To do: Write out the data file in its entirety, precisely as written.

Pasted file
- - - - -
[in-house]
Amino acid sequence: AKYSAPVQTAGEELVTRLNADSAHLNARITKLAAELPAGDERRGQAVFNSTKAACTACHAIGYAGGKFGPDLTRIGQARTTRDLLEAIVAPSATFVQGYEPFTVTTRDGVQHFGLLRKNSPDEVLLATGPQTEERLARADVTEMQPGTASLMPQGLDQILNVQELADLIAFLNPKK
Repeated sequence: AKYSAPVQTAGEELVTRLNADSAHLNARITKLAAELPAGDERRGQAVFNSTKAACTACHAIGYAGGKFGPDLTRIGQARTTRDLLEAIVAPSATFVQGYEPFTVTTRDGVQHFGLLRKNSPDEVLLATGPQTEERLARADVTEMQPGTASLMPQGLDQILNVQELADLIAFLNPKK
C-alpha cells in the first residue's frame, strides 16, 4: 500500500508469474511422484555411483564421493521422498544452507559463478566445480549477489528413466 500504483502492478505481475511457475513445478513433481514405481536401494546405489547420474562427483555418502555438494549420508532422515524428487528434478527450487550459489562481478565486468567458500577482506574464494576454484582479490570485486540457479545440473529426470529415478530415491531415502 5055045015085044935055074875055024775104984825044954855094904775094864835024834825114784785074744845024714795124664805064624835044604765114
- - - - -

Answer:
[in-house]
Amino acid sequence: AKYSAPVQTAGEELVTRLNADSAHLNARITKLAAELPAGDERRGQAVFNSTKAACTACHAIGYAGGKFGPDLTRIGQARTTRDLLEAIVAPSATFVQGYEPFTVTTRDGVQHFGLLRKNSPDEVLLATGPQTEERLARADVTEMQPGTASLMPQGLDQILNVQELADLIAFLNPKK
Repeated sequence: AKYSAPVQTAGEELVTRLNADSAHLNARITKLAAELPAGDERRGQAVFNSTKAACTACHAIGYAGGKFGPDLTRIGQARTTRDLLEAIVAPSATFVQGYEPFTVTTRDGVQHFGLLRKNSPDEVLLATGPQTEERLARADVTEMQPGTASLMPQGLDQILNVQELADLIAFLNPKK
C-alpha cells in the first residue's frame, strides 16, 4: 500500500508469474511422484555411483564421493521422498544452507559463478566445480549477489528413466 500504483502492478505481475511457475513445478513433481514405481536401494546405489547420474562427483555418502555438494549420508532422515524428487528434478527450487550459489562481478565486468567458500577482506574464494576454484582479490570485486540457479545440473529426470529415478530415491531415502 5055045015085044935055074875055024775104984825044954855094904775094864835024834825114784785074744845024714795124664805064624835044604765114